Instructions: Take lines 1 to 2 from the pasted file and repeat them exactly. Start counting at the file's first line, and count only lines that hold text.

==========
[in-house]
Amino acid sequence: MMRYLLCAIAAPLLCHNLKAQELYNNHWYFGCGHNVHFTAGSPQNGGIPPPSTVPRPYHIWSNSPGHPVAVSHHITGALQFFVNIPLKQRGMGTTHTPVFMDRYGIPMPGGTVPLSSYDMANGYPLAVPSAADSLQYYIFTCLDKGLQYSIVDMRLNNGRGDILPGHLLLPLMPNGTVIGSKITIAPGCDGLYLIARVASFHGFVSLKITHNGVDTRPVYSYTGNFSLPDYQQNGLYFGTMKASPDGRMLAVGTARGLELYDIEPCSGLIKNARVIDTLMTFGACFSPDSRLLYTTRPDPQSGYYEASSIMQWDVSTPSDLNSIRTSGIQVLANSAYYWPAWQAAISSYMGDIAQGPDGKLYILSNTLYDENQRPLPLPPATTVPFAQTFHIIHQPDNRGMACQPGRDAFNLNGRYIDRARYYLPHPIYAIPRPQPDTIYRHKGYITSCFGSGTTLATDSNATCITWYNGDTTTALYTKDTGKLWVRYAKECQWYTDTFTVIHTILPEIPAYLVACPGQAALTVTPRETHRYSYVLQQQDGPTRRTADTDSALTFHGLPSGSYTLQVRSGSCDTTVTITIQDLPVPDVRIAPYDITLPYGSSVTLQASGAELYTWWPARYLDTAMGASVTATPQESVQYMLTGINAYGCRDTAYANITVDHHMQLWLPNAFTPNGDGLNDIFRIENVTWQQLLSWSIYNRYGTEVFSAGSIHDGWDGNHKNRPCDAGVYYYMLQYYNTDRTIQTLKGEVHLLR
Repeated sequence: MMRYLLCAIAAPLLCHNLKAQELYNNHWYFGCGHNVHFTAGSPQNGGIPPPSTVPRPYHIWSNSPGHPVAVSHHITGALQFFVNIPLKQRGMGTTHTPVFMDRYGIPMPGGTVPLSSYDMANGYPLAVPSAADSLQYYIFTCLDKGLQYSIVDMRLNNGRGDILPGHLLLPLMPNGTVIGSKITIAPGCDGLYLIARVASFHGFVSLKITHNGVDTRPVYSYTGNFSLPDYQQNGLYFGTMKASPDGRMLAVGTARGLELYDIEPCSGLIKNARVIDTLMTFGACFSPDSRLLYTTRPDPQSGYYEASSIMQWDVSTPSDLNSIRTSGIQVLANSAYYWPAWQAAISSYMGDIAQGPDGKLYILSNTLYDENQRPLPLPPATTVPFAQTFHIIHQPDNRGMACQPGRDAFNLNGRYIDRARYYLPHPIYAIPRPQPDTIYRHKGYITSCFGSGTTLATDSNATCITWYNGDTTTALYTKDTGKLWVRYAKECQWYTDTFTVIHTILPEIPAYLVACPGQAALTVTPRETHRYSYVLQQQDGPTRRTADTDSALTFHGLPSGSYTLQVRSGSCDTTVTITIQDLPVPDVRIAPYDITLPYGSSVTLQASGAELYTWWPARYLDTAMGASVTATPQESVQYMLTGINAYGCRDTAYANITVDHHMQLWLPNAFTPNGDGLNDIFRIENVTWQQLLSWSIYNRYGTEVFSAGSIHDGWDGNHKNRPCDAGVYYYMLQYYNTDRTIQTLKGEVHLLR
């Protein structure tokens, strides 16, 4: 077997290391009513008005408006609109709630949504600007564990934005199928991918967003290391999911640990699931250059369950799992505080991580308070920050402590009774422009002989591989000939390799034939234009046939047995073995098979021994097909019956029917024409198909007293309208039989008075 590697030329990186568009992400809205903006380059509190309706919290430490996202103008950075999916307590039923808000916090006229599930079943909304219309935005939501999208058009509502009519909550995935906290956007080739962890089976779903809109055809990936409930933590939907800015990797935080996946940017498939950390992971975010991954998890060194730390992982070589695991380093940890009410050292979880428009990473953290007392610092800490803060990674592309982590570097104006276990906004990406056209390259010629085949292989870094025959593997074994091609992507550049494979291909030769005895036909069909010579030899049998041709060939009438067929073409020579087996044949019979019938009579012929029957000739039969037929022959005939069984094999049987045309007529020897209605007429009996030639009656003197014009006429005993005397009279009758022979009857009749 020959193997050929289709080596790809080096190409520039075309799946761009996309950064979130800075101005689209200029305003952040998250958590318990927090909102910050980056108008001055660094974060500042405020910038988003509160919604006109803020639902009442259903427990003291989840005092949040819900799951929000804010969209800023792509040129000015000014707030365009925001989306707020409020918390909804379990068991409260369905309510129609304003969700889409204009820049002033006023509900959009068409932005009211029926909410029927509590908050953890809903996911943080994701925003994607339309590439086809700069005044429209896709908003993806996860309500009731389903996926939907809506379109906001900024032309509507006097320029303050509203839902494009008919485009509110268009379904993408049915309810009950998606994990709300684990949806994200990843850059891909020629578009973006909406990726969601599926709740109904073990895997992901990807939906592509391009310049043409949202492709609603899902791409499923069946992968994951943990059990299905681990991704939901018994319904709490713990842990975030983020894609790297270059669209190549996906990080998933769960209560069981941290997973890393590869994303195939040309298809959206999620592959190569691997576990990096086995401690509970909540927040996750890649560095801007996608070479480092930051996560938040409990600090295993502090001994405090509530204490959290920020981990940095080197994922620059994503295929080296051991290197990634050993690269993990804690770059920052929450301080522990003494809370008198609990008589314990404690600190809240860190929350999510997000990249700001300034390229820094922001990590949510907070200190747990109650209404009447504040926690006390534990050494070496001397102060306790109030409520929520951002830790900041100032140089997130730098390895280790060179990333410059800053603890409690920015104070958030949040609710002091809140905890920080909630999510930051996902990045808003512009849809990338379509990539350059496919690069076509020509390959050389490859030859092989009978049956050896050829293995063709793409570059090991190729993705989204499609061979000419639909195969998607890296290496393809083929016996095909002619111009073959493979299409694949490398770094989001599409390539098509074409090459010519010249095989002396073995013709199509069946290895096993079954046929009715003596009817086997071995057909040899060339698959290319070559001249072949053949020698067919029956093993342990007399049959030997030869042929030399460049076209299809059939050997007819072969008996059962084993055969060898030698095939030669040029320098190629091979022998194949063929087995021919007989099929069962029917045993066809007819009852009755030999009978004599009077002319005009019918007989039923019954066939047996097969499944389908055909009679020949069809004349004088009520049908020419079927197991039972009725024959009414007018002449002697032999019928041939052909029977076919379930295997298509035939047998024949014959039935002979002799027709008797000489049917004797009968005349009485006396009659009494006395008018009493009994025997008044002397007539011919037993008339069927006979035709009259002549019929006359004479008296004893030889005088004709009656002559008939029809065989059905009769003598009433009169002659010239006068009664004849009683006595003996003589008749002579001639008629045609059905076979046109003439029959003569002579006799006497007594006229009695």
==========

[in-house]
Amino acid sequence: MMRYLLCAIAAPLLCHNLKAQELYNNHWYFGCGHNVHFTAGSPQNGGIPPPSTVPRPYHIWSNSPGHPVAVSHHITGALQFFVNIPLKQRGMGTTHTPVFMDRYGIPMPGGTVPLSSYDMANGYPLAVPSAADSLQYYIFTCLDKGLQYSIVDMRLNNGRGDILPGHLLLPLMPNGTVIGSKITIAPGCDGLYLIARVASFHGFVSLKITHNGVDTRPVYSYTGNFSLPDYQQNGLYFGTMKASPDGRMLAVGTARGLELYDIEPCSGLIKNARVIDTLMTFGACFSPDSRLLYTTRPDPQSGYYEASSIMQWDVSTPSDLNSIRTSGIQVLANSAYYWPAWQAAISSYMGDIAQGPDGKLYILSNTLYDENQRPLPLPPATTVPFAQTFHIIHQPDNRGMACQPGRDAFNLNGRYIDRARYYLPHPIYAIPRPQPDTIYRHKGYITSCFGSGTTLATDSNATCITWYNGDTTTALYTKDTGKLWVRYAKECQWYTDTFTVIHTILPEIPAYLVACPGQAALTVTPRETHRYSYVLQQQDGPTRRTADTDSALTFHGLPSGSYTLQVRSGSCDTTVTITIQDLPVPDVRIAPYDITLPYGSSVTLQASGAELYTWWPARYLDTAMGASVTATPQESVQYMLTGINAYGCRDTAYANITVDHHMQLWLPNAFTPNGDGLNDIFRIENVTWQQLLSWSIYNRYGTEVFSAGSIHDGWDGNHKNRPCDAGVYYYMLQYYNTDRTIQTLKGEVHLLR